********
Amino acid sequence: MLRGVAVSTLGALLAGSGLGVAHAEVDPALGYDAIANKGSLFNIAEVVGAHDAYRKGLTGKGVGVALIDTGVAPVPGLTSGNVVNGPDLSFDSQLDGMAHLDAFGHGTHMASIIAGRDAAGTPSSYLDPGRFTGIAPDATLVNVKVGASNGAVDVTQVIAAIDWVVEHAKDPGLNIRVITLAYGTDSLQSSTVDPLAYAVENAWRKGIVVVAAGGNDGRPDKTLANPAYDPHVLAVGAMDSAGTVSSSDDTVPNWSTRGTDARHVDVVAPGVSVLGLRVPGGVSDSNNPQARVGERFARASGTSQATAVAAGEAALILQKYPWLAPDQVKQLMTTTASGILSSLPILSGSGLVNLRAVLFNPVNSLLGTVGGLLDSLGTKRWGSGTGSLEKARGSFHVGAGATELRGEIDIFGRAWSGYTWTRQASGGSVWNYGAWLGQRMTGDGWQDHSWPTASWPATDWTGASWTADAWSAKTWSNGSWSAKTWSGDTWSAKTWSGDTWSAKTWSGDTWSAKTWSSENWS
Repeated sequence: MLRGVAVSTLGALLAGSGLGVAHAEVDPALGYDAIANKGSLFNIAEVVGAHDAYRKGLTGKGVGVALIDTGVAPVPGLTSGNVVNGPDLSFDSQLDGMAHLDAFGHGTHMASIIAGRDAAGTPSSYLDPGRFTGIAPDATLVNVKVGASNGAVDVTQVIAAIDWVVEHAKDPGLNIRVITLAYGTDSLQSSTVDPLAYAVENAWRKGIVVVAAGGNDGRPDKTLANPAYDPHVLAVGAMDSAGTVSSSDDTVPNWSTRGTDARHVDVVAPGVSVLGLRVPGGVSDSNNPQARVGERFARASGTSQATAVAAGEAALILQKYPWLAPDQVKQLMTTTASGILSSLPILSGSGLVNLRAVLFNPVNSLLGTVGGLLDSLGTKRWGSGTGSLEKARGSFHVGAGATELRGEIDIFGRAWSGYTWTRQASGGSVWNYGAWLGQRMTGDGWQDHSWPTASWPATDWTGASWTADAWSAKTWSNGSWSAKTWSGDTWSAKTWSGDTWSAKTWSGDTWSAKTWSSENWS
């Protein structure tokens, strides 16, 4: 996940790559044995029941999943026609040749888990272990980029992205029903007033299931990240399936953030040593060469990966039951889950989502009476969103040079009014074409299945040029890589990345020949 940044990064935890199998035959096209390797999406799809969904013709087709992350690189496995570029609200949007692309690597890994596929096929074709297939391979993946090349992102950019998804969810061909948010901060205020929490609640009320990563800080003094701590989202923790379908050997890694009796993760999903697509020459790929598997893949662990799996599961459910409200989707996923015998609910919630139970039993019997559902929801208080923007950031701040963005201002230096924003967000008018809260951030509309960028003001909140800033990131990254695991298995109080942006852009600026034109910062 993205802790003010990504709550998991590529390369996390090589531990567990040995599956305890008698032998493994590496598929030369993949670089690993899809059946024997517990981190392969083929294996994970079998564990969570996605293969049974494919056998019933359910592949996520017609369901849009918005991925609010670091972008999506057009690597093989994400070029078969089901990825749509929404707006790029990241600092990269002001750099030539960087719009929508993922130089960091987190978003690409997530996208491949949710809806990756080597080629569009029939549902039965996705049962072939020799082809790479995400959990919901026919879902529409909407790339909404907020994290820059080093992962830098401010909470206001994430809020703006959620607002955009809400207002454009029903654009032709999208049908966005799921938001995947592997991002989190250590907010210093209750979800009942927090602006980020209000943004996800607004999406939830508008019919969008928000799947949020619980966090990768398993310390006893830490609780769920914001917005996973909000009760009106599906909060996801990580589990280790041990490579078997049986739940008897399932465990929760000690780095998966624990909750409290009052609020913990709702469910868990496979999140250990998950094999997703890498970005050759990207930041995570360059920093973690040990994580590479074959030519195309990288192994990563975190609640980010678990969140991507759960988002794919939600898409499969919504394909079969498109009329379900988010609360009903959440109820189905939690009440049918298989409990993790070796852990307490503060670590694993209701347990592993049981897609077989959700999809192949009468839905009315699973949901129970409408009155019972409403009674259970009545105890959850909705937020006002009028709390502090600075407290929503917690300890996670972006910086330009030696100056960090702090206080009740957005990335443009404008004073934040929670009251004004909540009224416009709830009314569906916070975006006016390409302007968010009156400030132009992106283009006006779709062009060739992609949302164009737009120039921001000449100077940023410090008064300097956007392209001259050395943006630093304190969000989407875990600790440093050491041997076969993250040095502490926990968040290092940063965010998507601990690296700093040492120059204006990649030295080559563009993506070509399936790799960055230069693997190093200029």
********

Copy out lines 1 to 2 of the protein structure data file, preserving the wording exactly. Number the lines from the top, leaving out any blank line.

Amino acid sequence: MLRGVAVSTLGALLAGSGLGVAHAEVDPALGYDAIANKGSLFNIAEVVGAHDAYRKGLTGKGVGVALIDTGVAPVPGLTSGNVVNGPDLSFDSQLDGMAHLDAFGHGTHMASIIAGRDAAGTPSSYLDPGRFTGIAPDATLVNVKVGASNGAVDVTQVIAAIDWVVEHAKDPGLNIRVITLAYGTDSLQSSTVDPLAYAVENAWRKGIVVVAAGGNDGRPDKTLANPAYDPHVLAVGAMDSAGTVSSSDDTVPNWSTRGTDARHVDVVAPGVSVLGLRVPGGVSDSNNPQARVGERFARASGTSQATAVAAGEAALILQKYPWLAPDQVKQLMTTTASGILSSLPILSGSGLVNLRAVLFNPVNSLLGTVGGLLDSLGTKRWGSGTGSLEKARGSFHVGAGATELRGEIDIFGRAWSGYTWTRQASGGSVWNYGAWLGQRMTGDGWQDHSWPTASWPATDWTGASWTADAWSAKTWSNGSWSAKTWSGDTWSAKTWSGDTWSAKTWSGDTWSAKTWSSENWS
Repeated sequence: MLRGVAVSTLGALLAGSGLGVAHAEVDPALGYDAIANKGSLFNIAEVVGAHDAYRKGLTGKGVGVALIDTGVAPVPGLTSGNVVNGPDLSFDSQLDGMAHLDAFGHGTHMASIIAGRDAAGTPSSYLDPGRFTGIAPDATLVNVKVGASNGAVDVTQVIAAIDWVVEHAKDPGLNIRVITLAYGTDSLQSSTVDPLAYAVENAWRKGIVVVAAGGNDGRPDKTLANPAYDPHVLAVGAMDSAGTVSSSDDTVPNWSTRGTDARHVDVVAPGVSVLGLRVPGGVSDSNNPQARVGERFARASGTSQATAVAAGEAALILQKYPWLAPDQVKQLMTTTASGILSSLPILSGSGLVNLRAVLFNPVNSLLGTVGGLLDSLGTKRWGSGTGSLEKARGSFHVGAGATELRGEIDIFGRAWSGYTWTRQASGGSVWNYGAWLGQRMTGDGWQDHSWPTASWPATDWTGASWTADAWSAKTWSNGSWSAKTWSGDTWSAKTWSGDTWSAKTWSGDTWSAKTWSSENWS